Step #1: Boil the Water for Brewing
The water has to hit 200°F and be visibly bubbling. You may not like your coffee that hot, but you need those heat levels to effectively extract the flavor and aroma from your microwave coffee mixture. Use a transparent microwave-safe mug or carafe.
And don’t fill it to the top! The water needs room to bubble without spilling. Spilled water isn’t a big deal, but it’s hot, so it’ll burn you. Also, you’re brewing in a microwave so you’re probably in a rush. No time for clean-up! You could place a toothpick or popsicle stick in the cup to avoid forming cold spots.
Step #2: Find a Filter
If your office or home has a lot of coffee drinkers, you probably have paper filters lying around. Even at a conference, meeting, or event, organizers know better than to offer ground coffee without filters. If you brought your own grounds, you probably carried filters too.
On the off chance you can’t find filters, you may have to jerry-rig some. You could use sturdy paper towels. Or an old college trick is to use tube socks. So if you’re at a convention, grab some socks from the gift shop! Or make a ‘coffee bag’ for steeping by folding the grounds with a clip.
Step #3: Find a Filter Basket
You need a pour-over container to hold your coffee filter. This could be a large, perforated strainer or a coffee dripper—some are ceramic and others are mesh. You could use a plastic funnel; many offices have one lying around. Or grab one from a nearby grocery store.
If you’re really desperate, look for a plastic water bottle—conventions are full of them! Slice off the top and flip it to make an emergency coffee filter. You can also covertly raid the water dispenser and grab a disposable cup. Slice out the bottom and voilà, there’s your funnel!
Step #4: Measure Your Coffee Grounds
Place the paper filter in your chosen coffee funnel and wet the paper slightly before placing it over the mug. Do this carefully so the priming water doesn’t end up diluting your coffee or spilling on the counter. Now put the filter and its makeshift brewing basket on the mug.
Swiftly pour your pre-boiled water over the grounds and through the coffee. As you pour the coffee, gradually lift the funnel or filter basket so you can see the coffee below. If you’re using a DIY coffee bag, submerge the bag in the water and press it with a fork so it can fully steep.
Step #5: Clean Up and Drink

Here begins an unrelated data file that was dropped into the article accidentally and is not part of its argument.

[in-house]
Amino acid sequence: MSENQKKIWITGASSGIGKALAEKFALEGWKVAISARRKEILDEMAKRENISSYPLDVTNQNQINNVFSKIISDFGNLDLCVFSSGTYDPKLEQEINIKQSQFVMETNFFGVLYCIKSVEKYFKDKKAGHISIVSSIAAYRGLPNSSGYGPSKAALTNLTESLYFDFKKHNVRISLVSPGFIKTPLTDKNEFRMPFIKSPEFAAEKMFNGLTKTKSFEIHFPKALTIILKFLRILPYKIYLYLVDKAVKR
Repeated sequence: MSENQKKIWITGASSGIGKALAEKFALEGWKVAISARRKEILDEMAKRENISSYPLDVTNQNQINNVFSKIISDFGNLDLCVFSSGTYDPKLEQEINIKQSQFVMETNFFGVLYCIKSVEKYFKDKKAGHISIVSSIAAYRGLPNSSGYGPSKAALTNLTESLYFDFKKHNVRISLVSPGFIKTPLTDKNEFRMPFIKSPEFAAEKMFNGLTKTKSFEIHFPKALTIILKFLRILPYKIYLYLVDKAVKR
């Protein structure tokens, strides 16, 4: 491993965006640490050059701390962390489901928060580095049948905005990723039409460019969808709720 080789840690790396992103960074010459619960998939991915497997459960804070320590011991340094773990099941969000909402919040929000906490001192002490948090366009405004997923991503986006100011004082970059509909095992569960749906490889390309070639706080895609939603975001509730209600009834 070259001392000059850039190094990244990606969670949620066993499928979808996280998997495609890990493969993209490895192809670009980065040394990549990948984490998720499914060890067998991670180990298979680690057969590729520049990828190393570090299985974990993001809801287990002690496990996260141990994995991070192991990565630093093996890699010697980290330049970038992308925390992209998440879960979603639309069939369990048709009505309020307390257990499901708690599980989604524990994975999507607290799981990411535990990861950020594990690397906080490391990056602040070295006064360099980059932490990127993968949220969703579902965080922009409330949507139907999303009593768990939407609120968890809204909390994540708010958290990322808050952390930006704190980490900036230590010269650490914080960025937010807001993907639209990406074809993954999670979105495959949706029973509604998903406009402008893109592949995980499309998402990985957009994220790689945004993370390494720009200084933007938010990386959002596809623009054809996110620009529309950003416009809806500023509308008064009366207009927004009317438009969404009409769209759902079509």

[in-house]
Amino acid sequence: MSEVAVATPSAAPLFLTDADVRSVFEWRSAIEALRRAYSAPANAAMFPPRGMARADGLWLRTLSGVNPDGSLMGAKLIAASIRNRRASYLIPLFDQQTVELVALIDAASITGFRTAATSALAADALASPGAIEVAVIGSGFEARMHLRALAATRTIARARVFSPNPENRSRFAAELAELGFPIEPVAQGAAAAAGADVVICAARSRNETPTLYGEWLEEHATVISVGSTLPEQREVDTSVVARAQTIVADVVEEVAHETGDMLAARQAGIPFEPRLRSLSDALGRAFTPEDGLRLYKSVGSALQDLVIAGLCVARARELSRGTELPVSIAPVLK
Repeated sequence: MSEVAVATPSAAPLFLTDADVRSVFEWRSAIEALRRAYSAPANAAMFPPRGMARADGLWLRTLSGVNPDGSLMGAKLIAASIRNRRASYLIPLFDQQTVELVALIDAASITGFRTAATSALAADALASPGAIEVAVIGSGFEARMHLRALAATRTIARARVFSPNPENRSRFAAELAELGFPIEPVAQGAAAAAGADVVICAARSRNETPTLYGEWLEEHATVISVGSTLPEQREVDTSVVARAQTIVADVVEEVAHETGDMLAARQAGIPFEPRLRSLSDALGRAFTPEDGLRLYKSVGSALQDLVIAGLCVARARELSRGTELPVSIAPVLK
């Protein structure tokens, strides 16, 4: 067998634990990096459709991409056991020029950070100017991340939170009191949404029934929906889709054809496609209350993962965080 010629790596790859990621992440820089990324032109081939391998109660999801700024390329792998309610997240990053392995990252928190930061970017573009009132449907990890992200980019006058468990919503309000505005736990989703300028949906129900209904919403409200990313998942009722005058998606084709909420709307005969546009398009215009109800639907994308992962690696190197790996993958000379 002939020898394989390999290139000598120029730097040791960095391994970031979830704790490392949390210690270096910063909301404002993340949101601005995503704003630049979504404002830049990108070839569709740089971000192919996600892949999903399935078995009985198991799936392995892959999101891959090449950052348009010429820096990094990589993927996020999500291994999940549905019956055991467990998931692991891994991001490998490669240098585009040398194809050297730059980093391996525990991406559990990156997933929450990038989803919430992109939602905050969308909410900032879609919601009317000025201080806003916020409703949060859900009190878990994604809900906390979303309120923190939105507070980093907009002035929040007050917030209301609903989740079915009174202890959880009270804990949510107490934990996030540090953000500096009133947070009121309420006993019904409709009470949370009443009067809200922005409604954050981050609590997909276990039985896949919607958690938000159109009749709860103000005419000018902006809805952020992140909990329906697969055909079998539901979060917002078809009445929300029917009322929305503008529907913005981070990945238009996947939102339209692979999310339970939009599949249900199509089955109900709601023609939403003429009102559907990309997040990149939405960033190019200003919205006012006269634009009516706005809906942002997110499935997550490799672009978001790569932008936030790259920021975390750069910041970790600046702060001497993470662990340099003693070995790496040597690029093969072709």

Yes, you’re in a hurry to get back to cramming or brainstorming. But this is a communal space! You don’t have to do the dishes or scrub the counter. But you can toss out the filter paper and put the funnel or dripper in the sink. And yes, it’s a good idea to sit there and sip.
You may feel like you have to run back to work, but the whole point of a break is to jumpstart your body and mind, so sit for a few minutes, inhale that aroma, and sip that decadence. Unless you’re the one running the event—in which case load that thermal mug and go go go!
FAQs About Microwave Coffee
The biggest benefits of microwave coffee are speed and convenience. But you may still have questions. Here are a few to start you off. If you have others, leave them in the comments!
Does microwave coffee taste different?
If you’re using the microwave to reheat coffee that you brewed earlier, then yes, it will taste different. Your beverage will have oxidized, flattened, and sat in a cold cup for ages. So it will taste bitter and stale even after you reheat it.
Making coffee using a microwave only takes a few minutes, so you’re better off dumping it out and nuking yourself a new cup. That aroma is worth it!
How do I clean coffee spills from the microwave?
The safest way to clean your microwave is to wipe off any visible stains or residue with plain water, then steam the microwave. Get a microwave-safe bowl and fill it with hot water. Add either white vinegar, lemon slices, or salt to the water. Stir the bowl then run the microwave for a few minutes. It needs to stay running until the glass fogs up with steam. Open the microwave and wipe off the steam, then leave it open for a few minutes to air dry.
You could also try a few drops of dishwashing liquid in the bowl … but you risk the soap bubbles over-foaming in the microwave. And it could take an hour of rinsing to get all that soap out!
Will all my other foods smell like coffee?
As a coffee lover, you may not mind that heavenly aroma leaching into other dishes. But even the staunchest caffeine addict probably doesn’t want caffeinated pizza. The aroma of coffee generally dissipates in a few minutes, though, even while you’re brewing. So it’s unlikely to pass on to other microwaved foods. Still, if you’re worried, put a bowl of dry baking soda in the microwave when you’re done brewing. It absorbs the coffee smells and some of the oils.
Can I make frothy milk in the microwave?
Yes, you can. But as you wait for the milk to foam, your coffee will be getting cold so you need to time it right. Put the milk in a microwave-safe dish with a lid and shake it to start off the agitation. Don’t put the lid in the microwave, though. Instead, heat the milk uncovered for 30 seconds or so. That should be sufficiently frothy for sweetening, blending, and creating coffee art.
Zap It Up!
Good coffee isn’t necessarily about the machine or brewing appliance. So whether you’re using a microwave or one of the best coffee makers, start with good coffee beans then roast, grind them, and brew.